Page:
With the FTHBI, your down payment is not permitted to be at, or above, the 20% threshold. As a result, you will be required to pay for mortgage insurance.
When you co-buy with Ourboro we top up your down payment, guaranteeing that you meet the 20% threshold and avoid the need for mortgage insurance. This 20% down payment guarantee also means that, when you work with Ourboro, you can purchase a $1,000,000+ home.
When purchasing or selling a property, all buyers will encounter closing costs. These include legal and appraisal fees, land transfer tax, and when selling the property, realtor fees.
Since the FTHBI operates like a second mortgage, you’ll be solely responsible for all closing costs associated with buying and selling your home.
When you buy with Ourboro, you will still be responsible for legal and appraisal fees but Ourboro will pay our share of the land transfer tax, which will make up the majority of your closing costs. When you decide to sell you may also be eligible for a Selling Bonus – which could cover up to 100% of your closing costs at time of sale.
Ongoing Property Costs and Maintenance
In either program, you will be responsible for maintaining the property and paying the ongoing costs associated with living in the home. This includes the cost of repairs, property taxes, insurance, utilities, etc.
However, as an Ourboro co-owner, you will have the opportunity to opt in to a complimentary home maintenance service. Through this service, Ourboro will cover the costs for regular home maintenance check-ups and a concierge service so that, in the event that anything breaks down in your home, you will have just one number you can call that will manage all of your repairs for you, 365 days a year.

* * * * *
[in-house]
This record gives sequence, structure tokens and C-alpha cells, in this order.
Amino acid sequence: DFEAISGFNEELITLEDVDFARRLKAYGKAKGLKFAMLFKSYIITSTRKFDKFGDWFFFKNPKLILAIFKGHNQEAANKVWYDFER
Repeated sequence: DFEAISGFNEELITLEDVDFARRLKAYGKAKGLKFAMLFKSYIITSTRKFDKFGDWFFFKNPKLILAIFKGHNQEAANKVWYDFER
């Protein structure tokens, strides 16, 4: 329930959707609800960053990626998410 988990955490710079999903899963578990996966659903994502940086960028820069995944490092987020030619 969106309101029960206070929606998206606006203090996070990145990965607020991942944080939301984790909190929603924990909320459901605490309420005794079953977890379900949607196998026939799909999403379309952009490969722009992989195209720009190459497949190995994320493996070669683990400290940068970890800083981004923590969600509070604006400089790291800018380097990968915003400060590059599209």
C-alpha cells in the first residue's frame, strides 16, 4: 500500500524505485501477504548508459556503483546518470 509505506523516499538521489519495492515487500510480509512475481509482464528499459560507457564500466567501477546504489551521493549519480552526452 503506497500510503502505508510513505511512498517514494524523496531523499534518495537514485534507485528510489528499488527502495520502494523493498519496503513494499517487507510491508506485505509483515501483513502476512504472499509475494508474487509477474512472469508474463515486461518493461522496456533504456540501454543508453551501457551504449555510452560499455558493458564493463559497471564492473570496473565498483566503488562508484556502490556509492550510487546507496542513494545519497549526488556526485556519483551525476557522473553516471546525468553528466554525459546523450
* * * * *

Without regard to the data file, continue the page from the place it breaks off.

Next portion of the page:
Under your Co-Ownership Agreement with Ourboro, you’re free to make changes to the property except for major modifications that may require Ourboro’s approval – think a full renovation of your kitchen or anything that’s going to cost over $10,000. If Ourboro does approve the renovation and your updates increase the value of your home, you will be eligible for a Renovation Credit, which essentially gives you a larger share of proceeds when the home is sold.
The FTHBI does not limit the homeowner’s ability to make changes to the property, but it also does not share in any of the renovation costs.
Agreement Term and Equity Buyout
Ourboro’s Co-Ownership Agreement remains in effect for 30 years, during which you can choose to initiate the sale of the property or offer to buy out Ourboro’s share at any time.
If you receive an investment from the FTHBI, their share must be repaid if you move your mortgage to a different institution, when the property is sold, or at the end of the 25-year mortgage term, whichever comes first. You will also have the option to sell or repay the incentive at any time during the 25-year term.
Both Ourboro’s co-ownership product and Canada’s FTHBI provide unique opportunities for prospective home buyers.
The choice between them largely depends on your personal circumstances, financial standing, and long-term home ownership goals. It’s crucial to review the terms and conditions of each offering thoroughly to find the best fit for you. Don’t hesitate to reach out to us at Ourboro if you have any specific questions. If you feel ready to learn more, Get Started to apply and speak with a member of our team.